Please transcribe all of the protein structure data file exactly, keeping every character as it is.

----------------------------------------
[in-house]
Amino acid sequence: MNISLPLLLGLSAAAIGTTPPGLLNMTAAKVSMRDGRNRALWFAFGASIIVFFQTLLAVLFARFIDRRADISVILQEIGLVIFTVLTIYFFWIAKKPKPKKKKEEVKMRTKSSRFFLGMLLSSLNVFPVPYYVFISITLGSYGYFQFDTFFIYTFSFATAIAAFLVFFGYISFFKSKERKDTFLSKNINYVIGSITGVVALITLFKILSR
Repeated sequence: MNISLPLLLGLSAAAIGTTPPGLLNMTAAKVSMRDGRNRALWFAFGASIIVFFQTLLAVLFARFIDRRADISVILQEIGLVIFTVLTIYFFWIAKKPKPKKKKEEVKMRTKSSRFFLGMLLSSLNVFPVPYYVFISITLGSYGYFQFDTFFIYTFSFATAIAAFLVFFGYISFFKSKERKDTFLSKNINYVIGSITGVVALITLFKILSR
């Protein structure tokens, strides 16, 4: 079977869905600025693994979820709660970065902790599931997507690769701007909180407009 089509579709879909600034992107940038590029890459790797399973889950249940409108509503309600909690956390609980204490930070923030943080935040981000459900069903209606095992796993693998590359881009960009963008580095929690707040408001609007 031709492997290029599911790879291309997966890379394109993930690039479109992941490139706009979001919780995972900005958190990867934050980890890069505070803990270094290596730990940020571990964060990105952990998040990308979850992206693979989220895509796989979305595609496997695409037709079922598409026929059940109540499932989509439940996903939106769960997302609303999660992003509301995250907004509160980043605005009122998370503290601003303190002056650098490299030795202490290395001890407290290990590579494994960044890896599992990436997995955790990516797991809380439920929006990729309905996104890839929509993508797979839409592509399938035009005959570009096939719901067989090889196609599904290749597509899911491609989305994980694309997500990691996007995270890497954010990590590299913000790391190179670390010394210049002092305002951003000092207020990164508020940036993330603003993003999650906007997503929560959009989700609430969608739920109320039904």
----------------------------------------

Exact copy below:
[in-house]
Amino acid sequence: MNISLPLLLGLSAAAIGTTPPGLLNMTAAKVSMRDGRNRALWFAFGASIIVFFQTLLAVLFARFIDRRADISVILQEIGLVIFTVLTIYFFWIAKKPKPKKKKEEVKMRTKSSRFFLGMLLSSLNVFPVPYYVFISITLGSYGYFQFDTFFIYTFSFATAIAAFLVFFGYISFFKSKERKDTFLSKNINYVIGSITGVVALITLFKILSR
Repeated sequence: MNISLPLLLGLSAAAIGTTPPGLLNMTAAKVSMRDGRNRALWFAFGASIIVFFQTLLAVLFARFIDRRADISVILQEIGLVIFTVLTIYFFWIAKKPKPKKKKEEVKMRTKSSRFFLGMLLSSLNVFPVPYYVFISITLGSYGYFQFDTFFIYTFSFATAIAAFLVFFGYISFFKSKERKDTFLSKNINYVIGSITGVVALITLFKILSR
């Protein structure tokens, strides 16, 4: 079977869905600025693994979820709660970065902790599931997507690769701007909180407009 089509579709879909600034992107940038590029890459790797399973889950249940409108509503309600909690956390609980204490930070923030943080935040981000459900069903209606095992796993693998590359881009960009963008580095929690707040408001609007 031709492997290029599911790879291309997966890379394109993930690039479109992941490139706009979001919780995972900005958190990867934050980890890069505070803990270094290596730990940020571990964060990105952990998040990308979850992206693979989220895509796989979305595609496997695409037709079922598409026929059940109540499932989509439940996903939106769960997302609303999660992003509301995250907004509160980043605005009122998370503290601003303190002056650098490299030795202490290395001890407290290990590579494994960044890896599992990436997995955790990516797991809380439920929006990729309905996104890839929509993508797979839409592509399938035009005959570009096939719901067989090889196609599904290749597509899911491609989305994980694309997500990691996007995270890497954010990590590299913000790391190179670390010394210049002092305002951003000092207020990164508020940036993330603003993003999650906007997503929560959009989700609430969608739920109320039904």